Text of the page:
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My Love/Hate Relationship with Facebook Fundraisers

It’s #GivingTuesday, that wonderful day of the year when after we have just been inundated with marketing and appeals from companies on Black Friday and Cyber Monday, the nonprofits of the world get a day to shine!

Upon opening Facebook today, I was greeted with a number of friends promoting organizations that they are involved with, seeking donations via Facebook for #GivingTuesday campaigns. This in and of itself is a victory. Software and social networking #forthewin! It’s hard to get constituents to promote and raise funds on behalf of your mission and Facebook makes it SUPER easy for them to do so.

The Negatives

Having said that, there are a few things that frustrate me about fundraising through Facebook. Let me explain:

Data Security Concerns

Unless you have been living under a rock for the past few years, you have most likely seen or read news stories about Facebook’s very public data security issues. A simple Google Search will show you many such stories that span the years. It is for this reason that I, as a donor, refuse to make a donation through Facebook.

Let’s take a look at the modal (fancy term for pop-up) that is displayed when you choose to make a donation via Facebook. In order to make the donation, I either have to choose to either connect my PayPal account to Facebook or add a credit card to my Facebook account. YIKES — I don’t like either of those options! Unlike other secure online donation software that can be embedded on an organization’s website, with Facebook I would have to store/connect a payment method to my Facebook account in order to make the donation.

Again, with previous examples of Facebook’s lackadaisical data storage, I do not trust to keep a stored or connect payment method to my account. Sorry :(

Distributed Donations

Did you catch it? Let’s take a look again at the fine print at the top of the modal:

45-75 DAYS! It will take 45-75 days for the funds raised via Facebook to actually make it to the nonprofit organization. This may not be a big deal for a larger nonprofit organization or for a campaign that is not time sensitive. However, for many small organizations on tight budgets or for campaigns that are time sensitive, this is a tough pill to swallow.

For those of you not familiar with Network for Good, it is a reputable partner for Facebook, but it does work differently than other payment processors/online fundraising software. Instead of processing and distributing funds directly to the fundraiser/nonprofit, Network for Good compiles the donations via a Donor Advised Fund and then will distributed the funds raised in a lump sum with limited data. By reading more, you will see that only when the nonprofit creates a Network for Good account will they actually have access to any donor data at all. Again, a tough pill to swallow for organizations looking to gather donor data and continue to cultivate donor relationships.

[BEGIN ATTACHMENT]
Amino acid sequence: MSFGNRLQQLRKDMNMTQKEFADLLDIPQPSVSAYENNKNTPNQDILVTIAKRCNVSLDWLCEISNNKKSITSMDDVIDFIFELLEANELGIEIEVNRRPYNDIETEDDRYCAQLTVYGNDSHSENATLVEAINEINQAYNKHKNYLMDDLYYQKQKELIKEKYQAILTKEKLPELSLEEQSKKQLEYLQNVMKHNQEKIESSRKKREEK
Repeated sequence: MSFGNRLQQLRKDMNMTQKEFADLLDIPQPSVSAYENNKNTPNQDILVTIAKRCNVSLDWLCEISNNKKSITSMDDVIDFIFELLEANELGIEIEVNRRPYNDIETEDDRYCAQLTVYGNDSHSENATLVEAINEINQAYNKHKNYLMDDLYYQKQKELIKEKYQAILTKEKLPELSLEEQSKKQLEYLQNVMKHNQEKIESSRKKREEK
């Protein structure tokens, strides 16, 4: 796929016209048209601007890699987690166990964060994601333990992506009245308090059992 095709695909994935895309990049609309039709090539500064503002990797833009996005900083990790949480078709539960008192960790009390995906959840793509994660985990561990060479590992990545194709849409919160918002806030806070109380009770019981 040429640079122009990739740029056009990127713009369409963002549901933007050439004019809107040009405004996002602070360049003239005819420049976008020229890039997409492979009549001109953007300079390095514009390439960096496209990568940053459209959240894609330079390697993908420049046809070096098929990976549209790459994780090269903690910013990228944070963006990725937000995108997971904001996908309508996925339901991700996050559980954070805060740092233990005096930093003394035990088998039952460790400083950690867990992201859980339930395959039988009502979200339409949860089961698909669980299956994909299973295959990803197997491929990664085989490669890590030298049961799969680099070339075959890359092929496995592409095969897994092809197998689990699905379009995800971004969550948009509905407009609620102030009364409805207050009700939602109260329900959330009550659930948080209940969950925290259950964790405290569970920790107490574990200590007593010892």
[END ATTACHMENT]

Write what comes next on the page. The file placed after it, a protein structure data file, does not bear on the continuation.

The Positives

Ok, I don’t want this to be all doom and gloom. There are some things that you just can’t argue with.

Results

The results speak for themselves, some people are not scared off by data concerns and/or don’t care that the money may not make it to the nonprofit very quickly. They are donating anyway. Look at the amount of money raised via the fundraisers above!

Visibility

Again, looking at the example above there are a few things that show that Facebook is doing what it can to promote fundraising to its users. Suggesting fundraisers I may find interesting, as well as showing popular fundraisers are a couple of ways to promote this type of social activity. And let’s face it, people are on facebook…all of the time! Worldwide, there are over 2.27 billion monthly active Facebook users for Q3 2018…Q3 ALONE! (via Zephoria). Those are a lot of eyeballs!

Partner Campaigns

Matched donations…need I say more?

On #GivingTuesday, Facebook and PayPal are matching donations up to $7 million! Money in the bank. Software platforms bringing in the dough can do cool stuff like this for nonprofits.

Takeaways

So what does this mean for you? It means that you should think twice before going all in on Facebook. Like you should before putting together any fundraising campaign, you should consider who it is that you are targeting and what is the best medium for those “personas” to give. You should also consider if donor data and time of disbursements are important with said campaign.

I hope you have found this article helpful. If you did and you would like to talk discuss this further, or if you would like to learn about other fundraising and marketing strategies, please Contact Me today and let’s chat!

Update

Facebook announced that over $125m was raised on #GivingTuesday via Facebook fundraisers.

Matt Clark